mightysw (1643761) | about 4 years ago | (#31875152)

The words, hack (crack) blackboard, and see how many cases come up. That thing is an abomination of teaching software that, unfortunately, is used across the country. Let the kid off. He did something that everybody else has already done.

I doubt the kid is the 2nd coming of Kevin Mitnick (3, Interesting)

axl917 (1542205) | about 4 years ago | (#31875170)

It is more plausible that the school's Blackboard was mis-managed/mis-configured to allow access to areas it was not supposed to.

Bad software (1)

gman003 (1693318) | about 4 years ago | (#31875212)

I've used the system he hacked into, Blackboard. It seriously sucks, has security holes a blind lemur could exploit, and is so hard-to-use many of the teachers refused to use it (at a tech school!). If the school kept using it, they deserved someone hacking it.

Blackboard - the biggest educational POS EVER (4, Insightful)

Khyber (864651) | about 4 years ago | (#31875230)

I could hack that POS in my sleep, and have multiple times. The University of Redlands has some of the most incompetent IT administrators EVER - hack blackboard, get access to student accounts, surf the web on their network with not a goddamned one of them being the wiser, under an account that I could use to frame that person.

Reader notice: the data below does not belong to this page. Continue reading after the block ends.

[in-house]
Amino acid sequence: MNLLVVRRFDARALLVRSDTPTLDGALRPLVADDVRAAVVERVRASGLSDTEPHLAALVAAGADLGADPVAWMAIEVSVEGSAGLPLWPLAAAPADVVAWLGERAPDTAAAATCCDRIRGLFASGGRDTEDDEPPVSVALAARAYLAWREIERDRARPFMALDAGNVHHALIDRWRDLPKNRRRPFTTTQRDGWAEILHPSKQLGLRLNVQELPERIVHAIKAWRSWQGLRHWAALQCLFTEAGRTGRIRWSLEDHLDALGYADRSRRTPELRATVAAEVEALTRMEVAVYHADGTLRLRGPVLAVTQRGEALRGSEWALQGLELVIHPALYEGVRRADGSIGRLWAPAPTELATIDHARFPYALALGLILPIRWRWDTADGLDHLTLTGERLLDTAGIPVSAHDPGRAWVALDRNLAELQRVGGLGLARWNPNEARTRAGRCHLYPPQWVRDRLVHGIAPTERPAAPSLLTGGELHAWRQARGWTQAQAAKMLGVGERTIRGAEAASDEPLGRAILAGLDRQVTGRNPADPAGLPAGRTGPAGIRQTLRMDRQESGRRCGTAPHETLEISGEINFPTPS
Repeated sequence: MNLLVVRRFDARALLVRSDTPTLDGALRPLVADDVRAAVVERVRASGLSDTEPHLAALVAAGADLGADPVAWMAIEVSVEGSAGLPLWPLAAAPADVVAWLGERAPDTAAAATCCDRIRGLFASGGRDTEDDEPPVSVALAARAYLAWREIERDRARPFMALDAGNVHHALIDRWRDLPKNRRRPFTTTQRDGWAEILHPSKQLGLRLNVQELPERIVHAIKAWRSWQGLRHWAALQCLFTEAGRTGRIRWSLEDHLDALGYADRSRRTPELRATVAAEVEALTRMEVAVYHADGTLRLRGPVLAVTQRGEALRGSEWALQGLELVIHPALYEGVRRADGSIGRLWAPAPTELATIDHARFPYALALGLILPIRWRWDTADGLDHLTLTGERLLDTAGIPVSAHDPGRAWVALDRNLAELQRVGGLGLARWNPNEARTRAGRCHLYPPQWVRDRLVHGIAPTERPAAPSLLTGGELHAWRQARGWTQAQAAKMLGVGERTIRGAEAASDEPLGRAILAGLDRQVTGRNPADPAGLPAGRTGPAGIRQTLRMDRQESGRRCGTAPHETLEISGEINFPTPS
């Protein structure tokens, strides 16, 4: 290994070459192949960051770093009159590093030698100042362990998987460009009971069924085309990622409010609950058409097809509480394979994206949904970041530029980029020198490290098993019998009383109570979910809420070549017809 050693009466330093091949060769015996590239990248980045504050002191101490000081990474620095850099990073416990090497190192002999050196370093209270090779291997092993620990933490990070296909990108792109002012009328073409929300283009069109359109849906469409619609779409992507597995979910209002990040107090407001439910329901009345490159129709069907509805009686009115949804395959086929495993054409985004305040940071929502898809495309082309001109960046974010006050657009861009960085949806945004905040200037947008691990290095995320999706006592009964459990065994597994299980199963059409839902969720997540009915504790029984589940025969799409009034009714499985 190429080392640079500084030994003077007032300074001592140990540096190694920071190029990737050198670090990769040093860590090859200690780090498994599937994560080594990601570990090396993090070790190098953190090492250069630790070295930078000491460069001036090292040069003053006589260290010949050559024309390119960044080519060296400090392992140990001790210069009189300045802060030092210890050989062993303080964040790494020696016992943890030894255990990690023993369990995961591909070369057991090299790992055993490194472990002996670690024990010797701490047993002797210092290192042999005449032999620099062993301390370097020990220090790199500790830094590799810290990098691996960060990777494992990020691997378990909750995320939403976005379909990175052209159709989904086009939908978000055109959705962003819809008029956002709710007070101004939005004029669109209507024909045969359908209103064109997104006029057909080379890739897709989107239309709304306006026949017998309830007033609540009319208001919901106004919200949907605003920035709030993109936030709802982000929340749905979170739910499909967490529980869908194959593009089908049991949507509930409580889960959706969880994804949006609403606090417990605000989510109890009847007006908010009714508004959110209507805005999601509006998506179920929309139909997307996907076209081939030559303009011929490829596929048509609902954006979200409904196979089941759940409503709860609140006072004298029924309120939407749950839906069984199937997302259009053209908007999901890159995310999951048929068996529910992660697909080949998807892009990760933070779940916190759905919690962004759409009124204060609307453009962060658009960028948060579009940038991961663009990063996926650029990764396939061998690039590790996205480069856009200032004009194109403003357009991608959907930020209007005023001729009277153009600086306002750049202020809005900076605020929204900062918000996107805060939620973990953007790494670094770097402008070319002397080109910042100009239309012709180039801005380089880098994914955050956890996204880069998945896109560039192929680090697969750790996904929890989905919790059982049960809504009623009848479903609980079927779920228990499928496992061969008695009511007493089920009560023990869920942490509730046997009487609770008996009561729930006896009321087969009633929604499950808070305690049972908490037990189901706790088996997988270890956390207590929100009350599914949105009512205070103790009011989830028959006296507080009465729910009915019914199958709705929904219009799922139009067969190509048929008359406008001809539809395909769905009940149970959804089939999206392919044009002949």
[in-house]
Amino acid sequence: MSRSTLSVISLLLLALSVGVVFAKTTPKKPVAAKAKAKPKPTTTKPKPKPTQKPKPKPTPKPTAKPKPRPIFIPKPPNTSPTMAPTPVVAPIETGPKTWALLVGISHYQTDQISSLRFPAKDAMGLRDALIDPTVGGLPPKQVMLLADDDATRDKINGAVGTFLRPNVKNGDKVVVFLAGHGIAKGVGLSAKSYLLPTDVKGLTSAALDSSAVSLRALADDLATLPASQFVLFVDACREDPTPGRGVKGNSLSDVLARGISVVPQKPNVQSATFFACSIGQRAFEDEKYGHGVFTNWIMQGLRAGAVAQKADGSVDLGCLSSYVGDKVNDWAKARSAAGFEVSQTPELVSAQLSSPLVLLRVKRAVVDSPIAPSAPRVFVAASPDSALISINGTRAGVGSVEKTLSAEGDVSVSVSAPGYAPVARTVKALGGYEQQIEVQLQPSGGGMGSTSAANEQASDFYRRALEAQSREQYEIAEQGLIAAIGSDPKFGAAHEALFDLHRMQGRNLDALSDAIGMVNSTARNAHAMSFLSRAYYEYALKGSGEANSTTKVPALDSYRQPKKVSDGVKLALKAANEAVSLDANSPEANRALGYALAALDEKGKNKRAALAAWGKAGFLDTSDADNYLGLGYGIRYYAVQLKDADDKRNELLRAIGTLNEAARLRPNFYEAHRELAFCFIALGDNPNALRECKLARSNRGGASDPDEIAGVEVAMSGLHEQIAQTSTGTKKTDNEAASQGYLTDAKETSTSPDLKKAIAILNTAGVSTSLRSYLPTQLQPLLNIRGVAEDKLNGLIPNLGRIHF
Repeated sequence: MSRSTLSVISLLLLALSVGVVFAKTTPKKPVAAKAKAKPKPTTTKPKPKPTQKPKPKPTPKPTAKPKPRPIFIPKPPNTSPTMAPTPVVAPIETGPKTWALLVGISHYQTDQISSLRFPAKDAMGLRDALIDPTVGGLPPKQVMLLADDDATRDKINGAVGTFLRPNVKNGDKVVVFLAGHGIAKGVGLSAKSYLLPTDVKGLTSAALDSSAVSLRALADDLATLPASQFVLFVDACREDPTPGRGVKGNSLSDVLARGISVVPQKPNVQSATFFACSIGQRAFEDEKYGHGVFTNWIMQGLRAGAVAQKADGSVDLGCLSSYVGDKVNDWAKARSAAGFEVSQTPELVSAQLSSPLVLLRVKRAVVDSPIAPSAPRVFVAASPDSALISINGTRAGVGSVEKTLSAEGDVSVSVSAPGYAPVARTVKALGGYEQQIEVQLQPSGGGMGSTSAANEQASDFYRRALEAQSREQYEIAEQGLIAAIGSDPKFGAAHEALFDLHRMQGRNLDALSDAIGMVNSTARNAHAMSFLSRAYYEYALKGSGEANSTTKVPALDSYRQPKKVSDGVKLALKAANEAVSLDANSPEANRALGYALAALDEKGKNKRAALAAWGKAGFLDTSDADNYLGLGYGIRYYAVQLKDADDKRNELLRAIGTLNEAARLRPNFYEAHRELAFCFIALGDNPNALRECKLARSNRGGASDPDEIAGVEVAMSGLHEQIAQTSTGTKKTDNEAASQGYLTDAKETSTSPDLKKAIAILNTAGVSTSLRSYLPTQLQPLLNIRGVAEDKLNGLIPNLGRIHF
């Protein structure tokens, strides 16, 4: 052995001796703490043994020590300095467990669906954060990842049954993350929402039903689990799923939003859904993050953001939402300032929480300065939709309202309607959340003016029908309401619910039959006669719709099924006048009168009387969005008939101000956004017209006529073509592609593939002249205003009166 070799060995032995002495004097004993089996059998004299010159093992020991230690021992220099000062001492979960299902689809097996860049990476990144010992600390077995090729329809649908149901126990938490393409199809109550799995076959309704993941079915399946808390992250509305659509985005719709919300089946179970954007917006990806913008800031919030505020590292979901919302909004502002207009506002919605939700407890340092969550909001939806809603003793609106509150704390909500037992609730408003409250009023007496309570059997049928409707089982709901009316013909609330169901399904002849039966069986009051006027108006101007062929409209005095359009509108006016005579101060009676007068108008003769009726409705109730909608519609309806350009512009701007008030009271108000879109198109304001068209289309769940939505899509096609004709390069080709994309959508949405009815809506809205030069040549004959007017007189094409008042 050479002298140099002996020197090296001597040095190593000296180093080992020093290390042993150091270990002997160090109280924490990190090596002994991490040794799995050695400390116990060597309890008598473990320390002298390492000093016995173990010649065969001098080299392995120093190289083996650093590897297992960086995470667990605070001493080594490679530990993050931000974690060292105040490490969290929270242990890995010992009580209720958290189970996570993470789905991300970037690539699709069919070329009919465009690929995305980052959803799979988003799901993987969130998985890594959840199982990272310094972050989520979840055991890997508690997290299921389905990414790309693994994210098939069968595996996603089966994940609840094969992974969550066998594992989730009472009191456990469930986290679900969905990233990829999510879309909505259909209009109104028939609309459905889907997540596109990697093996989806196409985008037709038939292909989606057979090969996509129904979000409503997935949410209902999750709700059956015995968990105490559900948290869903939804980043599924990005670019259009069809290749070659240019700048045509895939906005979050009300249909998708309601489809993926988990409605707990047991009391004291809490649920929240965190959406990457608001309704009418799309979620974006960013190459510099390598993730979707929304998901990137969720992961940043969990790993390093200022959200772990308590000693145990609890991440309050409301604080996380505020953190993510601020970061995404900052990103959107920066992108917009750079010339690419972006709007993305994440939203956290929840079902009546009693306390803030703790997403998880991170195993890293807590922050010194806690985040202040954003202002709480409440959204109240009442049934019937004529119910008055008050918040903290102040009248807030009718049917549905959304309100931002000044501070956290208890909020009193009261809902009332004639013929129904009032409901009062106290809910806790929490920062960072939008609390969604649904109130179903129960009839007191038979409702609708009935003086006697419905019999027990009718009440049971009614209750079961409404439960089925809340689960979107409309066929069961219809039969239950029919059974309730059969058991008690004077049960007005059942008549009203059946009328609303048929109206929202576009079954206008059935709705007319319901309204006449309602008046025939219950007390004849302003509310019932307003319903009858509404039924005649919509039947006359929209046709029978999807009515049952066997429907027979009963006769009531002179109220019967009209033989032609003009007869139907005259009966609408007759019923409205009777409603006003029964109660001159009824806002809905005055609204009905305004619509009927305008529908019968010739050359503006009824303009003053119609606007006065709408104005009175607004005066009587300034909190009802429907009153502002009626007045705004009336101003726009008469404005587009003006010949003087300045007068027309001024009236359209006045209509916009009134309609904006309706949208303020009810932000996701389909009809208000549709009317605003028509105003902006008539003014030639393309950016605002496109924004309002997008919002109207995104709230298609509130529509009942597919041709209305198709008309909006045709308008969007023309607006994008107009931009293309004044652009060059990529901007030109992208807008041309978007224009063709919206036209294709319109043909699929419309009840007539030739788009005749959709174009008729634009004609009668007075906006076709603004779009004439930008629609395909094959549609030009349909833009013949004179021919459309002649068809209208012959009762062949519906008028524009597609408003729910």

Doesn't help their wireless AP broadcasts into my apartment at such a high power level that it blocks out most of the other wireless APs when it's engaged. 5 bars on my router two feet away? As soon as a game starts up in their sports complex, I lose my router and I get a big fat UoR signal. I hack it EVERY SINGLE TIME and they're still not smart enough after several warnings to ditch blackboard and ResNet and find something more reliable.

Re:Blackboard - the biggest educational POS EVER (5, Funny)

BitHive (578094) | about 4 years ago | (#31875306)

This sounds like BS to me. If Blackboard was so bad, they would fail in the free marketplace and be put out of business. Since the value judgments of the free market are beyond reproach, the fact that Blackboard still exists and in fact is very expensive, means it is highly valuable and therefore good.

I suspect you are just a communist detractor with elitist opinions.

Re:Blackboard - the biggest educational POS EVER (3, Funny)

Khyber (864651) | about 4 years ago | (#31875608)

It can sound like BS to you but a third grader just fucking owned the system. Even AOL wasn't THAT easy.

Re:Blackboard - the biggest educational POS EVER (0)

Anonymous Coward | about 4 years ago | (#31875872)

It can sound like BS to you but a third grader just fucking owned the system. Even AOL wasn't THAT easy.

errr... "According to a search warrant, the computer savvy boy was able to get a hold of an administrator's password at Spring Hill Elementary to get into the Blackboard learning system"